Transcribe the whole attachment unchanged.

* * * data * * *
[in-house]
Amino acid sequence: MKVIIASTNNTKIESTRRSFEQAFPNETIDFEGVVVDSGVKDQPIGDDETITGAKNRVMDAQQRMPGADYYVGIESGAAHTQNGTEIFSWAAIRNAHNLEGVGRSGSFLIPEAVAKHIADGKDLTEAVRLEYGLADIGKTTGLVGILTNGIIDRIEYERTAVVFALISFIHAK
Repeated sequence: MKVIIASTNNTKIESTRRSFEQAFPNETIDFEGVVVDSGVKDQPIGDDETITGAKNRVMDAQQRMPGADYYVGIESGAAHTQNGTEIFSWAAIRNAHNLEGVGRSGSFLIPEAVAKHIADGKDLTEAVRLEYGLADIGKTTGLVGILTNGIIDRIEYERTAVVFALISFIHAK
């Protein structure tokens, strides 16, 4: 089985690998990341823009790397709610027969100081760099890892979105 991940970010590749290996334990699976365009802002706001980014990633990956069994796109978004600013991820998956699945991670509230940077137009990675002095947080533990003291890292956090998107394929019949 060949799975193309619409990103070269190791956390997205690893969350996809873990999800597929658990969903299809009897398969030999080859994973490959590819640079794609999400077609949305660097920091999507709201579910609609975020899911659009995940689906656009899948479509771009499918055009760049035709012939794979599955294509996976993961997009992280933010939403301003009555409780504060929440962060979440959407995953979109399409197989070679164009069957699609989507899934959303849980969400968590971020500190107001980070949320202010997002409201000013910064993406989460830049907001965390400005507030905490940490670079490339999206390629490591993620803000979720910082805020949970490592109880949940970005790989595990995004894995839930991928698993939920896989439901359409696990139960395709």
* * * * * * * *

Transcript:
[in-house]
Amino acid sequence: MKVIIASTNNTKIESTRRSFEQAFPNETIDFEGVVVDSGVKDQPIGDDETITGAKNRVMDAQQRMPGADYYVGIESGAAHTQNGTEIFSWAAIRNAHNLEGVGRSGSFLIPEAVAKHIADGKDLTEAVRLEYGLADIGKTTGLVGILTNGIIDRIEYERTAVVFALISFIHAK
Repeated sequence: MKVIIASTNNTKIESTRRSFEQAFPNETIDFEGVVVDSGVKDQPIGDDETITGAKNRVMDAQQRMPGADYYVGIESGAAHTQNGTEIFSWAAIRNAHNLEGVGRSGSFLIPEAVAKHIADGKDLTEAVRLEYGLADIGKTTGLVGILTNGIIDRIEYERTAVVFALISFIHAK
């Protein structure tokens, strides 16, 4: 089985690998990341823009790397709610027969100081760099890892979105 991940970010590749290996334990699976365009802002706001980014990633990956069994796109978004600013991820998956699945991670509230940077137009990675002095947080533990003291890292956090998107394929019949 060949799975193309619409990103070269190791956390997205690893969350996809873990999800597929658990969903299809009897398969030999080859994973490959590819640079794609999400077609949305660097920091999507709201579910609609975020899911659009995940689906656009899948479509771009499918055009760049035709012939794979599955294509996976993961997009992280933010939403301003009555409780504060929440962060979440959407995953979109399409197989070679164009069957699609989507899934959303849980969400968590971020500190107001980070949320202010997002409201000013910064993406989460830049907001965390400005507030905490940490670079490339999206390629490591993620803000979720910082805020949970490592109880949940970005790989595990995004894995839930991928698993939920896989439901359409696990139960395709």